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Human Animals Part 15

In the reception hall he saw a throne composed of a single jacinth, adorned with the richest cushions, on which was seated a lady, beautiful as the silver moon, surrounded by a thousand handmaids, brilliant as stars.

Malec stood stupefied in wonder at this vision of paradise. The princess pointed to a golden seat near the throne, and when he sat upon it she asked, "Whence come you, who are you, and why have you visited me?"

Malec Muhammed answered like one in a dream,

"Drunk with the wine of love I roam This path and seek no other home."

Then Geti Afraz ordered one of her handmaidens to bring some ruby-coloured wine to her guest, and after he had taken it she asked whether the company of the maiden would give him entertainment. But he refused her offer, saying that his devotion to herself prevented him talking to, or even looking at, any other woman.

The princess seemed pleased with this compliment, but said in a pensive tone, "Man is an impatient creature and from his impatience many misfortunes result which he lays to our charge." Malec replied that whilst in her presence he could never give way to impatience for, if he were allowed to gaze into her adorable eyes, life needed nothing more to make it perfect.

Geti Afraz smiled sarcastically, saying, "I fear you will not remain satisfied gazing for ever into my eyes, and take heed, for if you show the least tendency to lose your head over me you will be punished by being banished from my society."

Thus they spent many hours in each other's company, he gazing into her eyes but never presuming even so far as to touch her hand.

Overcome by her beauty, at last he threw himself at her feet and asked whether the lifelong devotion he was prepared to offer was acceptable in her sight. "Be patient and cautious," she said, to calm his protestations, "otherwise you will be transformed into an animal, which is not an easy matter to remedy."

So Malec went back to his golden seat and mastered his passionate feelings as well as he could. Just then one of the handmaidens brought in a scented rose to present to the princess. Malec Muhammed led her forward in hopes that his fingers might chance to touch those of Geti Afraz. The princess stretched out her hand to take the rose when Malec Muhammed lost his self-control and planted an impassioned kiss upon her fingers. "Ah! you cursed billing dove!" cried Geti Afraz, "Why do you do that?" and at her words Malec gave a sudden spring into the air and whirled round and round in the form of a dove.

The poor bird was desperate on account of this strange way in which his affection had been received. All day long he flew from turret to turret, and hopped from branch to branch, before his unrelenting mistress; but finding his appeals no use he flew away and took the quickest road to his house. There his servants set traps to catch him, and he fluttered about in great fear, until one remarked, "Poor little dove, let it go, for the love of our master, who has not been seen here for some days."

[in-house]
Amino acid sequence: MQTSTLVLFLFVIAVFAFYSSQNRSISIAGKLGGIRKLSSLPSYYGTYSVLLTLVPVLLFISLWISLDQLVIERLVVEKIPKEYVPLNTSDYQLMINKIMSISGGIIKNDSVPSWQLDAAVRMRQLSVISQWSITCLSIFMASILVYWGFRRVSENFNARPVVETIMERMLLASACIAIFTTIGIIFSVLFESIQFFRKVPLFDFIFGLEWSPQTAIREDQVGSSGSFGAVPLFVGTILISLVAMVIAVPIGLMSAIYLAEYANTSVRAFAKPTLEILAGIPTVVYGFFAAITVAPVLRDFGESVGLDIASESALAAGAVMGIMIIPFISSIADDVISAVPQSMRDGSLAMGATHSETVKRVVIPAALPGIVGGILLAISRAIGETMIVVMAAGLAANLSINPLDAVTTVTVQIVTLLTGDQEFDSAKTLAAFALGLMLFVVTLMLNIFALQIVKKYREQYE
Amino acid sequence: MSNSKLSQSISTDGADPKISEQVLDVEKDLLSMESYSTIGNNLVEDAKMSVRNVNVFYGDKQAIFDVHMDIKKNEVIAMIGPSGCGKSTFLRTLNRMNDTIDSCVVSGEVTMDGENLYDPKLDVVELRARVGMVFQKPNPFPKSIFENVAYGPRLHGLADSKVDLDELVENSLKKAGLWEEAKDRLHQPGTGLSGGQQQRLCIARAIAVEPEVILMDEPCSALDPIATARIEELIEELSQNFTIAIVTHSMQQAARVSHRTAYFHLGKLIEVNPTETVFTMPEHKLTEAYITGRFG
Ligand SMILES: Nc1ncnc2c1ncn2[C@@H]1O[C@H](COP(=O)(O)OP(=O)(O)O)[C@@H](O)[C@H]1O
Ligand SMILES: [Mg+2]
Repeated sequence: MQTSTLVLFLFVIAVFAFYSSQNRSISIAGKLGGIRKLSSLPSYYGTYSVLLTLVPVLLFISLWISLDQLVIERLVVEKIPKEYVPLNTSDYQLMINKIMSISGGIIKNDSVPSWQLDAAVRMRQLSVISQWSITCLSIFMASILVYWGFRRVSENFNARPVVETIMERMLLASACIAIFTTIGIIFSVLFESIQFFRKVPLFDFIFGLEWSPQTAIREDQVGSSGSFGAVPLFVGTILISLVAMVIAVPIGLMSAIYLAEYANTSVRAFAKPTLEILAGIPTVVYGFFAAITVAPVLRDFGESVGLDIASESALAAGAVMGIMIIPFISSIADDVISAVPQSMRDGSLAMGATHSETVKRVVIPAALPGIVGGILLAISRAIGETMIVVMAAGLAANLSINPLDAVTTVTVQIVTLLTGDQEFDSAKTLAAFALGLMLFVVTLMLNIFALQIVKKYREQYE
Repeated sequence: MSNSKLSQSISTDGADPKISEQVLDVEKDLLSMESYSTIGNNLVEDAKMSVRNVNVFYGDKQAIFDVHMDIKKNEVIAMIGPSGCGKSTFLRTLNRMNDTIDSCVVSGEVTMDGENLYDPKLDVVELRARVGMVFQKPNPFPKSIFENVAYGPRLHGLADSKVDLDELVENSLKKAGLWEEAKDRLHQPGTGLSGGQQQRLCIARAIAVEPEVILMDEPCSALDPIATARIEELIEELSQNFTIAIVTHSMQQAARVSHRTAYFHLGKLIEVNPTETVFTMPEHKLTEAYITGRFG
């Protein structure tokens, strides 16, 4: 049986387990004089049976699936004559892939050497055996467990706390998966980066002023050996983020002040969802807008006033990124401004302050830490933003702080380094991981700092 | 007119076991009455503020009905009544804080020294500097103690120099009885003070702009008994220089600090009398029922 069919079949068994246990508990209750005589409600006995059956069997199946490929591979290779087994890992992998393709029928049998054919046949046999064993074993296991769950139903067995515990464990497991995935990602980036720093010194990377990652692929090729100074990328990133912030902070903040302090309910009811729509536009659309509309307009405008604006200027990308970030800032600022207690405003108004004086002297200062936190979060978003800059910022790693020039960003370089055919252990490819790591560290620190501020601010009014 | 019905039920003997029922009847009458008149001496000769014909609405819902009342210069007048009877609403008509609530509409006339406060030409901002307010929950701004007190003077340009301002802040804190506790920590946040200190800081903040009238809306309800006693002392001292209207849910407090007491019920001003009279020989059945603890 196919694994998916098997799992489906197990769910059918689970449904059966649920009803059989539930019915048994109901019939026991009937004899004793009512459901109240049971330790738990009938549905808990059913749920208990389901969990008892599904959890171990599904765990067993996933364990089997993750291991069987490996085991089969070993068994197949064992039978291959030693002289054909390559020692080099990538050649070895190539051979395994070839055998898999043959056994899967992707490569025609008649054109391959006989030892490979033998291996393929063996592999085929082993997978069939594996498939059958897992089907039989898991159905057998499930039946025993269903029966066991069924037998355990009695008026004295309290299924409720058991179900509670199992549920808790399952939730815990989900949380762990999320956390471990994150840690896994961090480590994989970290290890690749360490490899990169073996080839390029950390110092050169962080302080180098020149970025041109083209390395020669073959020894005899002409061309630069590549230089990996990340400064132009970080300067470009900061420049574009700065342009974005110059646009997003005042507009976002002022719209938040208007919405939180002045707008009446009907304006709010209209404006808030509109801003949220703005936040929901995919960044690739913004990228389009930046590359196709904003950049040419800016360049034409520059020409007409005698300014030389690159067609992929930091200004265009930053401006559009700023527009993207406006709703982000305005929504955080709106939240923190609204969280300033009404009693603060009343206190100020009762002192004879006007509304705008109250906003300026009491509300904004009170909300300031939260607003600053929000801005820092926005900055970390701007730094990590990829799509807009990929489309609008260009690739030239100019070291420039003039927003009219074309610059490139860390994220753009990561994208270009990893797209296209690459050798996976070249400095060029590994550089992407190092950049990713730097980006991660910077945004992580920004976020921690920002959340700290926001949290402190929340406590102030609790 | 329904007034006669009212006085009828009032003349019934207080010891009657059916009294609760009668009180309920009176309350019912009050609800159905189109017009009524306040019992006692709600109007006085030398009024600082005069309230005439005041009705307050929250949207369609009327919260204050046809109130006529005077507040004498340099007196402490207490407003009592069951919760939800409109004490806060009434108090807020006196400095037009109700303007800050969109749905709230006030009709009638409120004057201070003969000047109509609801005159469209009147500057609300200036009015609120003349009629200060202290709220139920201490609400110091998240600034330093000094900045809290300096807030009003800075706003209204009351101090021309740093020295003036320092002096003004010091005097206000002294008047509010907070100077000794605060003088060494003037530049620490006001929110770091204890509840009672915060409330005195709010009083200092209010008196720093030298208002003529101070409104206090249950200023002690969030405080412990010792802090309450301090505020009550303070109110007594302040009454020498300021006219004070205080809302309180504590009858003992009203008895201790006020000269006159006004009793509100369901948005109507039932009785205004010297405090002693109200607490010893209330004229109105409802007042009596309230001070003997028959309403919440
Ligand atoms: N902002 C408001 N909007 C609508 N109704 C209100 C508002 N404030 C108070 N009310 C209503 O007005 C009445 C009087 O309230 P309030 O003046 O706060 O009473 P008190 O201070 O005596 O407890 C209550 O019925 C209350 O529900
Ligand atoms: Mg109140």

Malec then flew to the house of his uncle, the Vizier, and perched on his knee. The Vizier, suspecting enchantment, sent for a box of medicine and inserted a dose in the bird's bill; the dove fluttered round and round in a circle and suddenly resumed human form.

But the attraction of the princess proved too much for Malec, and though he tried to forget her he found it impossible. At last, in desperation, he cried out that he must see her again, cost what it might.

"Make me a dog, make me an ass, From her presence ne'er shall pass Her fond adorer!"

he exclaimed as he set out once more for the palace.

He was admitted into the presence of the princess, who expressed great surprise at the fate which had overtaken him.

"Ah," he said, "it was hard to be so severely punished for one kiss of those charming fingers."

"Well," she replied, "I approve of you so well that to compensate you for your misfortune I will give you leave to kiss both my hands and my feet as often as you please, but you must not presume any further than that."

That evening he was allowed to stay beside her couch, because when she suggested sending him away he reminded her of her promise. How could he kiss her hands and her feet if he was forced to leave her side?

This concession made Malec believe that she had more affection for him than she was willing to show. "I asked her only for the opportunity of admiring her at a distance and she has given me a place close beside her," he thought.

Hour after hour he kissed her hands and feet, and all the time he aspired to her lips. There she lay slumbering, beautiful as a goddess, and as he bent over her to approach his lips to hers, she awoke and reminded him of his promise, saying, "Be cautious, or you will have to take your departure."

At this rebuke he retired ignominiously from her side, but his love for her increased by leaps and bounds, and she fostered it by walking with him in the lovely palace gardens and by taking him with her in her gorgeous carriage when she followed the hounds. In the evening they feasted, and, after quaffing wine, Malec, driven to madness by her beauty, forgot himself as she lay slumbering and, bending forward, pressed his lips to hers.

At that moment she awoke, crying, "Cursed ass! what have you done?"

Even as she uttered the words, Malec gave a spring and galloped away in the form of an ass.

The servants of the princess beat the animal with sticks and drove him out of the palace.

After nine long months, in which Malec endured the ignominy of being in animal form, his uncle, who had been greatly annoyed by his nephew's repeated folly, softened sufficiently to help him out of his dilemma, by giving him a further dose of the magic medicine which brought him back to his natural appearance.